Mt 5:5 Blessed are the meek, for they shall inherit the earth.
Mt 11:29 Take My yoke upon you and learn of Me, for I am meek and lowly in heart, and ye shall find rest unto your souls.
Mt 21:5 “Tell ye the daughter of Zion, ‘Behold, thy King cometh unto thee, meek and sitting upon an ass, and a colt, the foal of an ass.’”
Ga 5:23 meekness, temperance: against such there is no law.
Eph 4:2 with all lowliness and meekness, with longsuffering, forbearing one another in love,
Col 3:12 Therefore, holy and beloved, as the elect of God, put on hearts of mercies, kindness, humbleness of mind, meekness, longsuffering,
1Ti 6:11 But thou, O man of God, flee these things and follow after righteousness, godliness, faith, love, patience, meekness.
1Pe 3:4 but let it be the hidden man of the heart which is not corruptible, even the ornament of a meek and quiet spirit, which in the sight of God is of great price.
To be meek is not to be weak!
Bill Gothard, a Bible teacher in the 1980’s, gave a brilliant definition on meekness.
He said that in a Christian, meekness it the opposite to anger.
Anger can have different sources.
One is undealt with emotional hurts. Another one is unyielded rights.
Christians have forfeited all rights to Jesus Christ as His love slaves. A slave had no rights. His master, if he was a noble one, provided for all of the needs of His slave.
The Christian is called to pick up his or her cross and follow Christ. What does the cross represent? It is an instrument of death. When we follow Christ we confess that we are crucified with Him on the cross, called to die with Him, as pertaining to whom we were, so that resurrected Christ can be revealed through us. So whom we were, with all of the personal rights that went along, died on the cross.
The only right that Christian has is the right to obey Jesus Christ by the voice of the Holy Spirit and His written Word.
When a person does not want to relinquish a certain right to God, anger wells up.
God asks for something, and the Christian unyielded, draws a line in the sand to God saying, “I will only go this far, but I am not willing to obey you in this!”
His reaction to Gods’ request will manifest in anger, defiance, and or stubbornness.
Thus in many instances of anger in a Christian the core is unyielded rights.
Meekness, is the opposite of anger. Meekness in a Christian describes a person who has yielded his rights to God or is in that process of it.
It is in this flavor that I have reblogged this entry about myself.
Today I discovered the greatest, most profound, and the most destructive, of my prisons.
Really, I did not discover it. Jesus had taken me there.
This is the prison of my rights.
It was a deep and subconscious penitentiary; a moated and lofty castle of my rights, my life, my control, my religion, my opinions, my beliefs, my expectations, my dreams, and my plans.
This was the one castle which I would not allow God in. I had assembled it when I had been hurt as a child, when fear and mistrust came in.
It was a towering shelter for me protecting myself. In this high citadel of my rights, no one and nothing could hurt me. Not even God, Himself.
From here I controlled my life, even my death. The dilemma though, is that because I am born in sin, it blinded me, and the path that I conjectured ended in destruction. A blind man cannot see.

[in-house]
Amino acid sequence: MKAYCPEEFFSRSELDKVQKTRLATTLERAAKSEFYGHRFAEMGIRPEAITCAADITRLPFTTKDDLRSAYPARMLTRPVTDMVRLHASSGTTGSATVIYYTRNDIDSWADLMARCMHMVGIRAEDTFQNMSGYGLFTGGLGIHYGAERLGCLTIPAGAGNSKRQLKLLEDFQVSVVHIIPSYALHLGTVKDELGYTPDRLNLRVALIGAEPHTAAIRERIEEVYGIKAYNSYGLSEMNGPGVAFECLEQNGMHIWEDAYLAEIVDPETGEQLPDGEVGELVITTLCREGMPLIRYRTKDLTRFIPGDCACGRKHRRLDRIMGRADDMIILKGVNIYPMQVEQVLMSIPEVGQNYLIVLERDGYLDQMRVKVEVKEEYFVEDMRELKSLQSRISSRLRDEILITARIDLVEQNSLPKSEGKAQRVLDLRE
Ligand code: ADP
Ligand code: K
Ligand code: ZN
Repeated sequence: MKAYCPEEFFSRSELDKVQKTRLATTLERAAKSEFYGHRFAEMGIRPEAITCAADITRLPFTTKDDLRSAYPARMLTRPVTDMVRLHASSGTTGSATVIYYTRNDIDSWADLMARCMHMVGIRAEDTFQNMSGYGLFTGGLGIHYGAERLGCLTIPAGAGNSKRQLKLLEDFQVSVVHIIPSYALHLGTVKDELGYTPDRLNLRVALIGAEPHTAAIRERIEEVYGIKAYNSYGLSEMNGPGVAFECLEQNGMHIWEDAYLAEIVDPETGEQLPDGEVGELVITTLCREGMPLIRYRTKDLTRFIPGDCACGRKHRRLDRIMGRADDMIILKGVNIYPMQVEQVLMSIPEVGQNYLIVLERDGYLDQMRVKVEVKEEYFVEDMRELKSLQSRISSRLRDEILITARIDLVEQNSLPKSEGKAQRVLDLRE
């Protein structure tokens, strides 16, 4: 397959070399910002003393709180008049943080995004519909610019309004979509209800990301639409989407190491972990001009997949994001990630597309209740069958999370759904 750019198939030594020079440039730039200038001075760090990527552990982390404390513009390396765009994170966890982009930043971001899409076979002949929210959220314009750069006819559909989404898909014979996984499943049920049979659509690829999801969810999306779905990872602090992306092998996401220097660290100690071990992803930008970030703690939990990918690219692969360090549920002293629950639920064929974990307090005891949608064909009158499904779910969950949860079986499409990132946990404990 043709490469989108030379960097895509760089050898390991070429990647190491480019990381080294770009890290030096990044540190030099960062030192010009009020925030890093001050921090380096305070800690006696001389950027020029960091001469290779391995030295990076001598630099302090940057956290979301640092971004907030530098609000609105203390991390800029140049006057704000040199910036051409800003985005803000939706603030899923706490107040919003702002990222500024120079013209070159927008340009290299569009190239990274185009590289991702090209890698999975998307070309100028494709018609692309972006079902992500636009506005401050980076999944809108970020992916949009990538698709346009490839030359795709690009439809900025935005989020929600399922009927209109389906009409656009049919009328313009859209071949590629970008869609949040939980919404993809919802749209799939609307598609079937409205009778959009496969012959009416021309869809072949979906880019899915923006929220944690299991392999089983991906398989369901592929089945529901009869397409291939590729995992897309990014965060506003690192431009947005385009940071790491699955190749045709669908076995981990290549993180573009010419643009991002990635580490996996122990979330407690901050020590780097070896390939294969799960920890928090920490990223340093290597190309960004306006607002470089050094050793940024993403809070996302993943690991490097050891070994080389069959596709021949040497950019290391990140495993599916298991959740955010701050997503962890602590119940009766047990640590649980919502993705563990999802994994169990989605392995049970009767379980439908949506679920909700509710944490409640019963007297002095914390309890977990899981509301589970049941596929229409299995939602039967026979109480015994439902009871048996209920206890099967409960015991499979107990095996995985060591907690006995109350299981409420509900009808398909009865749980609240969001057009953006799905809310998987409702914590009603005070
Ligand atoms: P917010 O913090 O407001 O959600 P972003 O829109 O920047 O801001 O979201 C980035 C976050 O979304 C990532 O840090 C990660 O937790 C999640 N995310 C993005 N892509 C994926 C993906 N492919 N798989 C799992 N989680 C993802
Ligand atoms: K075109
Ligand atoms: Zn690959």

I had a glimpse of this mental fortress. It was a little drought stricken piece of land, incredibly dry and cracked. Rain had not fallen upon it for many, many years.
There was one little sickly plant that had broken through its fissured terrain.
That little plant represented all my rights, I had vowed to defend. It had shut me in oppressed, and separated from my loving Creator.
I prayed today, and felt a stone hard place in my soul, close to my heart, where this land resides for all people. It’s named, “hardness and embitterment of heart.”
Everybody owns it. It’s the created place of past pain, where everybody vowed not to be hurt again, and now dwell apparently protected in this “the land of the hardened heart of my rights.”
As I interceded in earnest, Jesus opened the padlock to this prison and let me out. I know now that I can be healed and freed.
Every person partakes of this prison. Every human lives in the parched and barren land of his rights. He will do anything not to relinquish it . He might even go to hell claiming this land, even if all he has is its memories.
“Not even God will I let in”, he swears.
It’s all about protecting this little parched piece of land. It’s the little place of safety. We believe that we know better than God, as we pace back and forth in unmitigated darkness, in this our tiny castled dungeon, feeling very right, justified and smart.
“I know that God is out to steal this dungeon right from under my feet; He is such a bully”, another protests.
What God has is so much more extravagantly massive, yet in the blindness of pain, we clench to our detention house.
We are on a miniscule sandbar in the middle of an enormous ocean of blessings that God has for us, but we are so intent on holding on to the sandbar of our rights, that we never look up to see the waters around us.
“The sandbar is mine”, she says.
“It’s my rights, it’s my opinions, and it’s my life.”
So we give up the colossal for the minuscule, and justify ourselves in doing so.
In reality, the only rights given to us are the right to worship and obey God. I mean, God is the only one who is not blind.
Many will die in this prison, clenching this tiny dust bowl with the last gasp of breath.
I wish that I would have surrendered earlier to the One who can be fully trusted, and who longed to get me out, and not served a miserable 57 year sentence.
I praise God that I am finally out, though.